Hydraulically operated heavy lift system for vertically moving a string of pipe
A system utilizing linear hydraulic cylinders for continuously raising or lowering a pipe string. Two sets of cylinders are spaced along the length of the pipe string. The cylinders are driven reciprocally with the cylinders in one set moving out of phase with the cylinders of the second set. Each set of cylinders includes means for releasably supporting the pipe string. The supporting means are operated out of phase so that one is released while the other is supporting the pipe. Control is such that the cylinder sets alternately raise or lower the pipe by incremental amounts, providing a continuous constant motion to the pipe string.
Latest Global Marine Inc. Patents:
This invention relates to hydraulic apparatus for continuously feeding an elongated load such as a pipe string and more particularly is concerned with a system which utilizes linear reciprocally-operated hydraulic cylinders.BACKGROUND OF THE INVENTION
In conventional oil drilling operations, the drill stem is made up of a plurality of sections which are joined together as the drill stem is lowered into the hole and which can be disconnected as the drill stem is raised from the hole. When replacing a drill bit, for example, it is necessary to withdraw the drill stem from the hole, disconnecting and storing the drill stem sections one at a time. The lowering of the drill stem into the hole or raising it from the hole is interrupted periodically to permit each section to be connected or disconnected from the string.
Automatic mechanized drilling rigs have been heretofore proposed which permit the continuous raising and lowering of the drill stem, each section being connected and disconnected without interruption of the vertical movement of the pipe string. Such an arrangement is described, for example, in U.S. Pat. No. 3,002,560.SUMMARY OF THE INVENTION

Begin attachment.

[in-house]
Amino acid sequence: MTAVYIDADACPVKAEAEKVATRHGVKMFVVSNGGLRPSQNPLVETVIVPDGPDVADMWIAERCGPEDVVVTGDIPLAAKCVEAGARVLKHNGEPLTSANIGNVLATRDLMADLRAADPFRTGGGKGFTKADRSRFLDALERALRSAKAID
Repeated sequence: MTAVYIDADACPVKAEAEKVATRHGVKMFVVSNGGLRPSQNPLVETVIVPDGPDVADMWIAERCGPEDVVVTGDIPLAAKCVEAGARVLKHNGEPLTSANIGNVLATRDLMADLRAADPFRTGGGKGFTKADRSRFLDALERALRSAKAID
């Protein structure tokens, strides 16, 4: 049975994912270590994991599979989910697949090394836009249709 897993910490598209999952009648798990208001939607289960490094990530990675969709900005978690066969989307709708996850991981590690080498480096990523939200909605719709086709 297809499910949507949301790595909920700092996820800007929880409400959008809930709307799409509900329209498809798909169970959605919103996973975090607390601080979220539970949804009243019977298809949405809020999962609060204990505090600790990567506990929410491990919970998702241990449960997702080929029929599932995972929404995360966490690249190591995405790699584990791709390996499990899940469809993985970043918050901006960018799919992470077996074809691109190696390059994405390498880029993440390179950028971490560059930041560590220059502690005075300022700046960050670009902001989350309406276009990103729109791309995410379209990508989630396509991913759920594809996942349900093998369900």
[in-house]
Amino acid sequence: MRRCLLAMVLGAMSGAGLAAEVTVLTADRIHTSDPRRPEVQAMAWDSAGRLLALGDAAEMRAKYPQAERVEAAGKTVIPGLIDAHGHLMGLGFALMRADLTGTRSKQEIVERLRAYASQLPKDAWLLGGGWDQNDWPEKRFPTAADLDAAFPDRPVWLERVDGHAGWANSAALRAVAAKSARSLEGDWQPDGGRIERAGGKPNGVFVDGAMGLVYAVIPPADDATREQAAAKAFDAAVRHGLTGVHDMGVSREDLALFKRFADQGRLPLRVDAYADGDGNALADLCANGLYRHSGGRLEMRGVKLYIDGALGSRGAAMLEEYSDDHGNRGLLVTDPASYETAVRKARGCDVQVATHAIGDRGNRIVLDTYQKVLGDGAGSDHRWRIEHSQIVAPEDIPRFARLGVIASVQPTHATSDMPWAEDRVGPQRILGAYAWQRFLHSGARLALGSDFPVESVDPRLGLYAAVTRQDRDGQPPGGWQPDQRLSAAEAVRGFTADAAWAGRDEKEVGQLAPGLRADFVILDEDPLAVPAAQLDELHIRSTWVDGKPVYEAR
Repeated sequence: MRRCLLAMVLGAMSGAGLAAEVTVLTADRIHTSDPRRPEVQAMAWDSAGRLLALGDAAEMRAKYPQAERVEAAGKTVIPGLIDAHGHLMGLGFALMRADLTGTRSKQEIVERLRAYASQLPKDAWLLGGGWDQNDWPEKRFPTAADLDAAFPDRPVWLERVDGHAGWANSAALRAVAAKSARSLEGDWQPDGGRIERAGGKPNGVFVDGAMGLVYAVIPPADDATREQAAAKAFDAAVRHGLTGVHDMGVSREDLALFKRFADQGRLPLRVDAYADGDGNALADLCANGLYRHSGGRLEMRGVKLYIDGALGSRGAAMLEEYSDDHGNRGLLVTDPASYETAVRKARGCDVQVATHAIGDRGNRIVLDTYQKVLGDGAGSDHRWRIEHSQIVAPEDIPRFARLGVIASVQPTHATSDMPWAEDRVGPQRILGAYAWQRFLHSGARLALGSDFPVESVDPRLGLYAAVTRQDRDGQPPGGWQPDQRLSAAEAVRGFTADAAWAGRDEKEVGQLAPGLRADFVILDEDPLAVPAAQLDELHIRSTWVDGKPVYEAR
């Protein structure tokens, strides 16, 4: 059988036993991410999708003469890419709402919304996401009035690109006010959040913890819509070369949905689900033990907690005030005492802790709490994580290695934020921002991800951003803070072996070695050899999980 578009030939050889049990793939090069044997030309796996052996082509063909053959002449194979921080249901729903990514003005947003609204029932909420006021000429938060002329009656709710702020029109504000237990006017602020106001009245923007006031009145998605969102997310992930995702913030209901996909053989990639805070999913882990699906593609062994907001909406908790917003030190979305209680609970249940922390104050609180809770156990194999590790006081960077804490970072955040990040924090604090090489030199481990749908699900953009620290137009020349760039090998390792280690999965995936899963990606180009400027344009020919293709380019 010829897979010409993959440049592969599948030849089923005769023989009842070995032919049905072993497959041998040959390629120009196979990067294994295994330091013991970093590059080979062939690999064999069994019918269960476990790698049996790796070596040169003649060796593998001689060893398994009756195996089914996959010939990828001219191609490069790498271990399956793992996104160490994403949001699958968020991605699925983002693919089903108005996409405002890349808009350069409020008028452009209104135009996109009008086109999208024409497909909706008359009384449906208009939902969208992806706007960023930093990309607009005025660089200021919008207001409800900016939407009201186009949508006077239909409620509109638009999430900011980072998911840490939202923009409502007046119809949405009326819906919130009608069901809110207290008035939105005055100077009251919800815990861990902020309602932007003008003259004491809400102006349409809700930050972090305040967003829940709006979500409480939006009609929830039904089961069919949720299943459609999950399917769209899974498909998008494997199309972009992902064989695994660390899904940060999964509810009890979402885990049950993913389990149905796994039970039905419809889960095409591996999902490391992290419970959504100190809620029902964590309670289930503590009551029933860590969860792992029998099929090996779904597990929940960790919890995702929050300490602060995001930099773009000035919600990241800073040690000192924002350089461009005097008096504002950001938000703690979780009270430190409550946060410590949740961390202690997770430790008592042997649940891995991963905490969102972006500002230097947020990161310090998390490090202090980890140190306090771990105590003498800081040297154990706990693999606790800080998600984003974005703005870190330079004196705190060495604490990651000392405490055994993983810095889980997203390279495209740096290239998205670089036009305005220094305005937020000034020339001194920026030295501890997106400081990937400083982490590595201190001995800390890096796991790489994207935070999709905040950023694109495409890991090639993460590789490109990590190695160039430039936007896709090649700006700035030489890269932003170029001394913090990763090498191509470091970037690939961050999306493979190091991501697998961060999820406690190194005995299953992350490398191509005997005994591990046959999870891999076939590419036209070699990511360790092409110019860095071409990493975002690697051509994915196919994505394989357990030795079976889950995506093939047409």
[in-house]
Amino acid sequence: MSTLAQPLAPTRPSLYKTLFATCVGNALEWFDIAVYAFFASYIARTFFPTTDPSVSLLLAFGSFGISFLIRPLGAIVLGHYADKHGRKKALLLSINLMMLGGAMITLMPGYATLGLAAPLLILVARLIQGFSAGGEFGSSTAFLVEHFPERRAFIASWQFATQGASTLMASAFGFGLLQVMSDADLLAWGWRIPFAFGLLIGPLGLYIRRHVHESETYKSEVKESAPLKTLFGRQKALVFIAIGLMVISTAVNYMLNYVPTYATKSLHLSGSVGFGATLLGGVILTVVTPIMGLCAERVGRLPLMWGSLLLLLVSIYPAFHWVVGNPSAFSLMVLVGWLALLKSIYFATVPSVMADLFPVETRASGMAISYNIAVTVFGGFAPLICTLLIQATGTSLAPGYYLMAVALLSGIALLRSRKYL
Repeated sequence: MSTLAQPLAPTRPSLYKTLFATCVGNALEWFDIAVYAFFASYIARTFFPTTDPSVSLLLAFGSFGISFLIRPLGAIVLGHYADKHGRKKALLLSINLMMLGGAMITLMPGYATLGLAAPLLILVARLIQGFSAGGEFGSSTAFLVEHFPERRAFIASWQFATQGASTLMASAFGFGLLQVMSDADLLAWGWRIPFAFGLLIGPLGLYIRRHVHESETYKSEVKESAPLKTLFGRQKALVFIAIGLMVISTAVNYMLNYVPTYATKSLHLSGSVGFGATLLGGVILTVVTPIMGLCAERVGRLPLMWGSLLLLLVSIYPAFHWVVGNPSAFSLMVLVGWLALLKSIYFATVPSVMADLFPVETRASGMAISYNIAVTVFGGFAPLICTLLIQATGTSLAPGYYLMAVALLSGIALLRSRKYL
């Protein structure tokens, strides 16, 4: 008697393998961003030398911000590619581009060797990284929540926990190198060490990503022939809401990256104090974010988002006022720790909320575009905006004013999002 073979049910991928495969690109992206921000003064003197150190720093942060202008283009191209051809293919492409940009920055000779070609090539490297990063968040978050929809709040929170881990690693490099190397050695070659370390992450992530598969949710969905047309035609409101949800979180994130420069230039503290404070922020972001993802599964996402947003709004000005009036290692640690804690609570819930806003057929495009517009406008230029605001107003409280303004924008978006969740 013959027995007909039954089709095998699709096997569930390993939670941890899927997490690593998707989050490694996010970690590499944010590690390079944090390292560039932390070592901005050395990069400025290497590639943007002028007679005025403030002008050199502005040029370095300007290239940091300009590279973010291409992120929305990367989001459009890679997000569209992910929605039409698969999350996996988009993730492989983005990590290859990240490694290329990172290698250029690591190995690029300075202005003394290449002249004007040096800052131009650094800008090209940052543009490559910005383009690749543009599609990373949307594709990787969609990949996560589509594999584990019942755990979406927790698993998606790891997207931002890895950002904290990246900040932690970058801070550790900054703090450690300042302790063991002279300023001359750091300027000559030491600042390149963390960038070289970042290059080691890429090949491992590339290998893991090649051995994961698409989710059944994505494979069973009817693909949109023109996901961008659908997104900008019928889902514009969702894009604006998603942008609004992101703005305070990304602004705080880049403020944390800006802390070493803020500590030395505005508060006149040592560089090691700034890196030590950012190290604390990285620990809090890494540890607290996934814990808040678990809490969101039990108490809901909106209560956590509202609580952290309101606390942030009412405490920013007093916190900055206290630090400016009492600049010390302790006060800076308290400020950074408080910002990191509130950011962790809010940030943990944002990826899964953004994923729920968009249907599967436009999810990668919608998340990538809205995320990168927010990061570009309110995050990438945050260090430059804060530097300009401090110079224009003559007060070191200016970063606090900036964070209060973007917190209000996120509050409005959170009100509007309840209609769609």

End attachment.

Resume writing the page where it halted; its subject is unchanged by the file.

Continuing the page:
The present invention is directed to an arrangement for continuously raising or lowering a sectionalized pipe string which is used to raise and lower very heavy subsea mining equipment to depths of three to four miles. The system is capable of moving a load of over 15 million pounds vertically at a substantially constant velocity. At the same time the drive mechanism is sufficiently compact to support it on the deck of a vessel, preferably on a gimbal system which permits the vessel to roll and pitch independently of the load. This is accomplished in brief by apparatus including a first pair of hydraulic cylinders positioned on either side of the pipe, each cylinder having a piston rod movable parallel to the pipe with first releasable pipe supporting means connected between the ends of the piston rods for selectably supporting the pipe string. A second pair of hydraulic cylinders is positioned on either side of the pipe, each cylinder having a piston rod movable parallel to the pipe. Second releasable pipe supporting means is connected between the ends of the piston rods of the second pair of cylinders for selectively supporting the pipe. Hydraulic pump means is connected to the first and second pairs of cylinders for moving the piston rods in a reciprocating motion with the first and second pipe supporting means alternately moving toward and away from each other. The first and second pipe supporting means are operated to alternately support the pipe at opposite ends of the stroke of the rods so as to provide a continuous movement of the pipe string.BRIEF DESCRIPTION OF THE DRAWINGS
For a more complete understanding of the invention, reference should be made to the accompanying drawings, wherein:
FIG. 1 is a perspective view of a vessel incorporating the features of the present invention;